We’ve got to build something. We usually need to rebuild what has been torn down or gone to ruin. But most of all, we need to build something new with the ever-fresh inspiration of God as Jesus becomes incarnate through us in our era. For instance, as Circle of Hope we have built, by God’s grace, something I am happy to live in. I could probably travel happily on one alley of Circle of Hope — and here we have a freeway (maybe no airport, yet). Even if none of us ever did another creative thing, it might take years to kill us — we’ve been that creative and diligent. But, of course, we need to build something now. Unlike bad Byzantine emperors, we need to scan the horizon, see what’s coming, seize opportunities, care for the big picture, and make the most of what we’ve been given.

Five practical ways to build something

The following are simple things that might help us shake off the empire mentality that stalks us and help us find some fresh new ways to see ourselves in the world as it is now. As Berry suggests:

Go with your love to the fields.
Lie down in the shade. Rest your head
in her lap. Swear allegiance
to what is nighest your thoughts.
As soon as the generals and the politicos
can predict the motions of your mind,
lose it.

I doubt that my suggestions will seem like we are losing our minds altogether. But they might start something fresh building.

1)     Be a friend. The foremost and everyday discipline of a builder is: Build a new relationship and be yourself in Christ in it. This is the crucial building activity that makes or breaks the Kingdom of God. If you already have enough love, enough friends behind your walls, the walls of the Kingdom are crumbling.

2)     Start the project. Build the next church, don’t just make cosmetic changes and tell yourself you’ll get to the real project when the rest of life settles down. For some reason, practically serving Jesus is easy to put off. He often takes second place to the latest lover or the newest employer.

Right now, God help us, we are considering buying the biggest mess we have ever bought in the neediest neighborhood at the highest price we’ve ever paid.  It is the building in the picture above at 115 W. Chelten. We may not decide to do it, but just thinking about it has already started to reshape us and inspire us. I talked about it all through snow day and I am pretty refreshed right now, and impressed with the leaders who are daring to dig into the idea.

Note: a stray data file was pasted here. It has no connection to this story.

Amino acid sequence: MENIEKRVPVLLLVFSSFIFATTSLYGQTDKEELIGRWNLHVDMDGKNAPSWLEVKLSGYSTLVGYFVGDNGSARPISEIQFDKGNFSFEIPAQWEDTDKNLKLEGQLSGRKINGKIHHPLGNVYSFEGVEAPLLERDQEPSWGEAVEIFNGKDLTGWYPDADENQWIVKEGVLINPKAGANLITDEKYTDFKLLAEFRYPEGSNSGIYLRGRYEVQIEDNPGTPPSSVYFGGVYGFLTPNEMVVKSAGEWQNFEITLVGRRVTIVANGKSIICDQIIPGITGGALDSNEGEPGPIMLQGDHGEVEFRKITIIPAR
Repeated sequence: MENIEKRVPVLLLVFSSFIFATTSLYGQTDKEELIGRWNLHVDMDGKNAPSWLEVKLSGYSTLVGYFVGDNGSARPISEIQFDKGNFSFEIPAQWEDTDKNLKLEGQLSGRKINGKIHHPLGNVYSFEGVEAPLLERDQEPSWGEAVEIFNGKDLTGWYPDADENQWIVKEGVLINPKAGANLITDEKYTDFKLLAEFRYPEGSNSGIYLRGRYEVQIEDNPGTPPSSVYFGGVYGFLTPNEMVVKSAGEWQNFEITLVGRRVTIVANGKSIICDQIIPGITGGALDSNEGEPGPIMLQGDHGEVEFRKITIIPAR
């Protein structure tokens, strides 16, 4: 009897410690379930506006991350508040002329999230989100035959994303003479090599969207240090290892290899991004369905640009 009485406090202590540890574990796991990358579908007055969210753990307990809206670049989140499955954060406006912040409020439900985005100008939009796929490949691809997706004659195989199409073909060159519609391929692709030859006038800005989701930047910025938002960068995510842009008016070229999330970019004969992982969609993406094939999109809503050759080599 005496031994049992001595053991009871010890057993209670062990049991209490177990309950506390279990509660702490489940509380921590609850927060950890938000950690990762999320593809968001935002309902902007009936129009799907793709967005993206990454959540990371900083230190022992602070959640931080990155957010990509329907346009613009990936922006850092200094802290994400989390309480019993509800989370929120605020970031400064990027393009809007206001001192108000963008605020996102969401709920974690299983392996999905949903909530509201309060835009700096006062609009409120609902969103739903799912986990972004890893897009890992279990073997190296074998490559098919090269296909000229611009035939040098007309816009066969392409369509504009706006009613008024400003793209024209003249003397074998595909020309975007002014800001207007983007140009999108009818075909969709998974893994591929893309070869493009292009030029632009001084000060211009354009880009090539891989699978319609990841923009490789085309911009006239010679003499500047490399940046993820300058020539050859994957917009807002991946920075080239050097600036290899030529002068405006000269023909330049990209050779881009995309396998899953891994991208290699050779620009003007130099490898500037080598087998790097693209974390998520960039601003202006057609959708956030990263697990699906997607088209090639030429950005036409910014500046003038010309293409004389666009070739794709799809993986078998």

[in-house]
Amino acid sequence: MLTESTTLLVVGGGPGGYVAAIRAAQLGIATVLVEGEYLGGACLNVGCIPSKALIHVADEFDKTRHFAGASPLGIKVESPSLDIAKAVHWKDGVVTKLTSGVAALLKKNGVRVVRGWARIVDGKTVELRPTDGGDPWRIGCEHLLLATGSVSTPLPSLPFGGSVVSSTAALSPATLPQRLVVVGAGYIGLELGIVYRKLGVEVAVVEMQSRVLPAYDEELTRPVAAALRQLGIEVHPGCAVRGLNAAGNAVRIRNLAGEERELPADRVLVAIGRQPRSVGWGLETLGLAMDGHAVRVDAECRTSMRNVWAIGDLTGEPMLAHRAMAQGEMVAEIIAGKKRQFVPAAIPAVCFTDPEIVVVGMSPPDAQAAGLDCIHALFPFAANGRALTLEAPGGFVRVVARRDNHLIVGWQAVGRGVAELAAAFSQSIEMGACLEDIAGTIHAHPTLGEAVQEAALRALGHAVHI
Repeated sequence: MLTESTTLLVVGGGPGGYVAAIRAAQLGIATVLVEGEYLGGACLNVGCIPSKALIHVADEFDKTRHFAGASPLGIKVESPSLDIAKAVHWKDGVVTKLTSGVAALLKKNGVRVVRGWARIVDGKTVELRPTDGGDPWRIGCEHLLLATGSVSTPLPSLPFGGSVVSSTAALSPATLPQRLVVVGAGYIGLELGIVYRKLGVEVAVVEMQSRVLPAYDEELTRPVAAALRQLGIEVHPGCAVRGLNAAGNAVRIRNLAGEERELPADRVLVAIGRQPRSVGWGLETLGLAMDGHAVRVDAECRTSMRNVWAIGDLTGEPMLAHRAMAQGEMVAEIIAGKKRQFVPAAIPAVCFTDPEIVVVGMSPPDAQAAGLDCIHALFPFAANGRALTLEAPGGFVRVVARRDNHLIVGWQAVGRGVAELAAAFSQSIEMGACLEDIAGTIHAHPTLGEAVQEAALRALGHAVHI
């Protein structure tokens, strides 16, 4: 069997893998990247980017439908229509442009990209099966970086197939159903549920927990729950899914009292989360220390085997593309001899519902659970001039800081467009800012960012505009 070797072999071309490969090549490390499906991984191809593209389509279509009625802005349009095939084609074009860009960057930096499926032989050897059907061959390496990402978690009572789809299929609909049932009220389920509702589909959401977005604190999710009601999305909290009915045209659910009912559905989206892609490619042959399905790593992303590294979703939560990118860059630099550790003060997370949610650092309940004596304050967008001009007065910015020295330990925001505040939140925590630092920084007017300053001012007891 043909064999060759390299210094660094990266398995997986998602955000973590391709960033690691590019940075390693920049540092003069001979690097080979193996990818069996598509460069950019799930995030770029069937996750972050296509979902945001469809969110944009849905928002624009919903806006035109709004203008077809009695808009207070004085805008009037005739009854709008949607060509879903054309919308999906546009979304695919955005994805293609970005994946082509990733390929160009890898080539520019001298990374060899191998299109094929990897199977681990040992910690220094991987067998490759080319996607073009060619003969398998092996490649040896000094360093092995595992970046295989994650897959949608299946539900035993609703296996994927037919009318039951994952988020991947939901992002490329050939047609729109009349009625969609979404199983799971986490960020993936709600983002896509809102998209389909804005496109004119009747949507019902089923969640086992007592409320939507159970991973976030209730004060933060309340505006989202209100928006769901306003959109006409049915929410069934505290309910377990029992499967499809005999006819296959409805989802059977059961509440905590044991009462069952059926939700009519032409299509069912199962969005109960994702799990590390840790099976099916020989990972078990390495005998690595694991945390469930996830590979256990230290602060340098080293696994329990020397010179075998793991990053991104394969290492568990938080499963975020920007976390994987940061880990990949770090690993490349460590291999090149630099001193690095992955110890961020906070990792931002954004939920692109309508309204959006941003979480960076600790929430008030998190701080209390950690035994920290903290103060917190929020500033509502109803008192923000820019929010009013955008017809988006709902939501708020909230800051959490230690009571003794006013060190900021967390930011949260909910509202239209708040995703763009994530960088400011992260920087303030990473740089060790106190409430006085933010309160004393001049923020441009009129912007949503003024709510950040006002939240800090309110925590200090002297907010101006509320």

3)     Pitch in. Add your capacity to the work. Don’t assume someone else is going to do it, just because someone else has provided what you presently enjoy. Yes, that means all of us should pitch in, not just the leaders. Please don’t say “that’s not my job” too often. It is not the leaders’ church. Everyone has the job of being a builder; Jesus resides in each of us and all of us.

I am certainly not saying, “Get busy you slackers!” Our church is a beehive of activity.  LOTS of us love to pitch in. The newest congregation we just hived off is the one with the audacity to consider a huge building!  All the congregations can tell stories about what they have been building, lately, this week! (Maybe they will tell them in the comments).

As far as attitudes that ground being a builder and not just a spender go:

4)     Own the whole thing. You may be a barista in someone else’s store, but in the church, you are an owner. Don’t let the subjugation you experience in the world leak over into the church. Don’t be a mere spender of what someone else has collected.

5)     Spend on the future. The walls are not just the “government’s” responsibility. I’m talking metaphorically, here, not because we should build walls or we care what the government does. The walls were symbolic of Byzantium’s strength. When they were in good order it was because a builder cared and spent time and money to repair them. Jesus does not do the work of the church by himself. If we are living off whatever is there, the walls are crumbling. The church is an expression of whatever life in Christ we have; it is not a hobby we enjoy when “life” isn’t too busy. What is worth our lives right now and tomorrow? That’s a Christian question.